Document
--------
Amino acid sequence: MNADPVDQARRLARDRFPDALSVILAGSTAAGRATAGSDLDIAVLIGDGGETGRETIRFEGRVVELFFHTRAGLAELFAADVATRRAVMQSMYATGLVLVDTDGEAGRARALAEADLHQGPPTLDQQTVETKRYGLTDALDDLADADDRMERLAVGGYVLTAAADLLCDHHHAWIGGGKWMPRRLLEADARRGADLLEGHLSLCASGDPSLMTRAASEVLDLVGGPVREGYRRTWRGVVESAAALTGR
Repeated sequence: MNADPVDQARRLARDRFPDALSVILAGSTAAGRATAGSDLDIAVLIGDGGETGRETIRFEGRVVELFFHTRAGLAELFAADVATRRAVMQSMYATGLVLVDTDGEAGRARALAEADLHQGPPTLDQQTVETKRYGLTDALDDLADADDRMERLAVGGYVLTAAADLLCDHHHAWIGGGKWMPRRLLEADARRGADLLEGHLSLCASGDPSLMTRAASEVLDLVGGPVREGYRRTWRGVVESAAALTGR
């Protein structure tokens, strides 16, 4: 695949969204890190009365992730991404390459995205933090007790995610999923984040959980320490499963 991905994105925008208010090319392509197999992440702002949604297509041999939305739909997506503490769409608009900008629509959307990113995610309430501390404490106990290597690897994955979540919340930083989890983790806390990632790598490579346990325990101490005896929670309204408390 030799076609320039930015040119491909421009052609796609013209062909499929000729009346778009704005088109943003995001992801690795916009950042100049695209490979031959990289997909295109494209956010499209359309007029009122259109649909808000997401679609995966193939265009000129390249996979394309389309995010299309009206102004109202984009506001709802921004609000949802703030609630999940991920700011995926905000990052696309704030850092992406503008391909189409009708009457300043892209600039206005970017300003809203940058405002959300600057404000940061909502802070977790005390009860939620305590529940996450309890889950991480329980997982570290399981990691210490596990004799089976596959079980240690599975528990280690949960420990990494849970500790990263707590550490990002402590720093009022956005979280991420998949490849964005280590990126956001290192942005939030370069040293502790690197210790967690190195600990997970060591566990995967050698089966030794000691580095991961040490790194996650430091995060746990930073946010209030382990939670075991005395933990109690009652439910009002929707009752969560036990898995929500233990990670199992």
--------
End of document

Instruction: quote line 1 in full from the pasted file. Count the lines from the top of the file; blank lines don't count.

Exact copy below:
Amino acid sequence: MNADPVDQARRLARDRFPDALSVILAGSTAAGRATAGSDLDIAVLIGDGGETGRETIRFEGRVVELFFHTRAGLAELFAADVATRRAVMQSMYATGLVLVDTDGEAGRARALAEADLHQGPPTLDQQTVETKRYGLTDALDDLADADDRMERLAVGGYVLTAAADLLCDHHHAWIGGGKWMPRRLLEADARRGADLLEGHLSLCASGDPSLMTRAASEVLDLVGGPVREGYRRTWRGVVESAAALTGR